0

I've seen some passages use italics, others just use single/double quotation, or they use quotation with italics. So I'm a bit confused as to what the actual rule is regarding this.

So when describing what a person sees written on a sign, what is the correct format for describing what they see?

For example a sign reading: Georgetown County Fair. Which format would be correct?

They approached a large sign reading 'Georgetown County Fair'

They approached a large sign reading 'Georgetown County Fair' (single or double quotations?)

They approached a large sign reading Georgetown County Fair

3
  • What is the difference between A & B? Jul 5, 2016 at 6:17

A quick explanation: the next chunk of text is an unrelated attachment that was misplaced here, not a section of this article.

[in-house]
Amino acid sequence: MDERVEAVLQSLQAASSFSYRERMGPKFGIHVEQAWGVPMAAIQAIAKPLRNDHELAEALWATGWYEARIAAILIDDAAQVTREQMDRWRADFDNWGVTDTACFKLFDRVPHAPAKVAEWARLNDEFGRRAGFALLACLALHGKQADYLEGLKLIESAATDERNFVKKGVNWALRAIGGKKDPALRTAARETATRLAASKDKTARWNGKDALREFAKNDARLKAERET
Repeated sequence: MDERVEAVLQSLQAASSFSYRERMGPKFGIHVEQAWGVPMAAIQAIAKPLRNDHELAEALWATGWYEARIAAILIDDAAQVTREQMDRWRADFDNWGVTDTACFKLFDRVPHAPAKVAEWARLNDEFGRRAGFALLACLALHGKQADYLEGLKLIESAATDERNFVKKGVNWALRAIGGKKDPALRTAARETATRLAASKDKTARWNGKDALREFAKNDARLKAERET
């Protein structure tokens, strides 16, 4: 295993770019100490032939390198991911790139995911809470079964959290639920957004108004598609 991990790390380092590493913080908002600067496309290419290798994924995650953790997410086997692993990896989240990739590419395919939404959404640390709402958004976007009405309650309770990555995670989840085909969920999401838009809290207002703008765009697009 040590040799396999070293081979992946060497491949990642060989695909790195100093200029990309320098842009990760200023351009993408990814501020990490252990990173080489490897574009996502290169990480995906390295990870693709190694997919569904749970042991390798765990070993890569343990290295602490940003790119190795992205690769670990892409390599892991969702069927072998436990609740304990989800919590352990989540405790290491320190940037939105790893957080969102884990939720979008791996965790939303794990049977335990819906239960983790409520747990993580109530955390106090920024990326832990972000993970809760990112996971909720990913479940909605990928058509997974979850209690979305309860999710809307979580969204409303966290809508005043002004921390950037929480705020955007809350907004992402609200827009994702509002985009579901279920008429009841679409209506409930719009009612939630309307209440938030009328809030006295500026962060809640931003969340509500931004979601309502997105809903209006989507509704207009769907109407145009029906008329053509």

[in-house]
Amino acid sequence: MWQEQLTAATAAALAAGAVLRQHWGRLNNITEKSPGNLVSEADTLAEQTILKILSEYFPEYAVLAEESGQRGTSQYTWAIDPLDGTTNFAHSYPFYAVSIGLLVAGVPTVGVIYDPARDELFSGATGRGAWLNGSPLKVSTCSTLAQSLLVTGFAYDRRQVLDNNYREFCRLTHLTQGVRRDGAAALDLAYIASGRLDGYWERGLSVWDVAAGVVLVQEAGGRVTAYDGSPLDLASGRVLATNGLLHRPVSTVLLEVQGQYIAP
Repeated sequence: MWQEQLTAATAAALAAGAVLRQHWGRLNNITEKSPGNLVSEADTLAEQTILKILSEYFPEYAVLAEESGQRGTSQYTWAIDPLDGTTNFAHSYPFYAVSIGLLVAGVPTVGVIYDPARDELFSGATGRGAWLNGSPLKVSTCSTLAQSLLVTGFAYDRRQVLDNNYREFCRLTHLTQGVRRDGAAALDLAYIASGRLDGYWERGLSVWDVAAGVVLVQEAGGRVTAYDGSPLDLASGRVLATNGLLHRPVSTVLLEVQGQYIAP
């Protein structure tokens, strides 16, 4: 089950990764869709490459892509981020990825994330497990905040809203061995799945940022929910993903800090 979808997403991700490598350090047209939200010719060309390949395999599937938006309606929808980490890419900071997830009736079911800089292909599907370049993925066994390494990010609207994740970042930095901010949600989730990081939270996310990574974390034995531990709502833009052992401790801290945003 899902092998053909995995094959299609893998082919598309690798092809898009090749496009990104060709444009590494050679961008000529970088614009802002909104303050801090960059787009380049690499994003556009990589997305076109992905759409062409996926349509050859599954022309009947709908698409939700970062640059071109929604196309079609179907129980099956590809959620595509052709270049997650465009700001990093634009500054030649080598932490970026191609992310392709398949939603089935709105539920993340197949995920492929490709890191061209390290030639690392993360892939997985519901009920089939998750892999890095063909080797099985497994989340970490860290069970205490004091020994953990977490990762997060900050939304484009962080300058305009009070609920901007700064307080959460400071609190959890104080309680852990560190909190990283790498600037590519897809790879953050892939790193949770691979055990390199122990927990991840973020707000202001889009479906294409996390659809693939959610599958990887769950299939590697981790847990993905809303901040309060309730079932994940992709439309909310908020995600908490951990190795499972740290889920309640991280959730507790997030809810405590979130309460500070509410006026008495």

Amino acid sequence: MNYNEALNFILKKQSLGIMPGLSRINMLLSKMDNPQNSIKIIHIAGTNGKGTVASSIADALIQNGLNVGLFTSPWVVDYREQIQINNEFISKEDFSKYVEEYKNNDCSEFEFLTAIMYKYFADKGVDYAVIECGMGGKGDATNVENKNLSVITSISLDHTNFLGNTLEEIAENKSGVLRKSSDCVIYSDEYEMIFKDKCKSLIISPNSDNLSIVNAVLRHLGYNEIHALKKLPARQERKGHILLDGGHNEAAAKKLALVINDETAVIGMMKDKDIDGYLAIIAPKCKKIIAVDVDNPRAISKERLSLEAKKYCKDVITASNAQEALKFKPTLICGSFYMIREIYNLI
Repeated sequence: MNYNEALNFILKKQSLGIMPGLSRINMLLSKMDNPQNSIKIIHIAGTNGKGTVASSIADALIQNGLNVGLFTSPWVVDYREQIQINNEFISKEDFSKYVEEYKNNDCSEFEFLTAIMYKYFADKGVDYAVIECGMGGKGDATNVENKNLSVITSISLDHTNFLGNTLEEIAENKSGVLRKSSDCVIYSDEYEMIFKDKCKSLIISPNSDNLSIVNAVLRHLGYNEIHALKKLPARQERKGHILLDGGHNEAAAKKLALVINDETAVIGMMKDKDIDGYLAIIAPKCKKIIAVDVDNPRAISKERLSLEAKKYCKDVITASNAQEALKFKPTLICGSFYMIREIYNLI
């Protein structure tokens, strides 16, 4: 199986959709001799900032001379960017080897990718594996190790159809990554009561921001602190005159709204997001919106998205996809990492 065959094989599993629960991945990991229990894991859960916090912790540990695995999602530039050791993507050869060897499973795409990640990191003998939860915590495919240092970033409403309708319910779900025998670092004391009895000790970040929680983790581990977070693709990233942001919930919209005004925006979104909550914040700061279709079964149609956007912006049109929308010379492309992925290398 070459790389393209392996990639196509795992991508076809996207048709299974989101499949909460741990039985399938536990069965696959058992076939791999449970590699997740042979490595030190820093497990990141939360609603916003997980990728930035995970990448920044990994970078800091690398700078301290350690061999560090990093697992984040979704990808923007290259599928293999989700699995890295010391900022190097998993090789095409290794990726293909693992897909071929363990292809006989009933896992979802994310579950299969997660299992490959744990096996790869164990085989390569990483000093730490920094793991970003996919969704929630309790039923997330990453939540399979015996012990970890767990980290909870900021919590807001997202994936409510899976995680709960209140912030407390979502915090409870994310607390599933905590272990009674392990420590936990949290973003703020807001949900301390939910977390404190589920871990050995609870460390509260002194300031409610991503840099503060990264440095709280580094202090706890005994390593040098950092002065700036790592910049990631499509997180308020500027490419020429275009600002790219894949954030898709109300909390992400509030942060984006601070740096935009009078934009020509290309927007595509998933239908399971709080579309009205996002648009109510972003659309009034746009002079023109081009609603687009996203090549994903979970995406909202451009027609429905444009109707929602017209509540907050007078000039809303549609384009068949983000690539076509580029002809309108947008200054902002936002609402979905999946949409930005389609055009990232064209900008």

• 1
    To be honest, i saw all three versions used in different books, and it really didn't matter much Jul 5, 2016 at 10:28
  • Small caps is also an option
    – Mac Cooper
    Jul 5, 2016 at 10:44

1 Answer 1

2

Have the Viewpoint Character Take Action

Bill approached the sign and read it: Georgetown County Fair. He scratched his head. "Georgetown? I thought this was Mapleville."

Use italics for the sign if possible or use single-quotes.

Even If You Don't Use the Word 'Read', It Works

Notice how if you have the viewpoint character take the action, you don't even have to tell the reader that the character read the sign and it still makes sense.

Bill approached the sign: Georgetown County Fair. He scratched his head. "Georgetown? I thought this was Mapleville."

Not the answer you're looking for? Browse other questions tagged or ask your own question.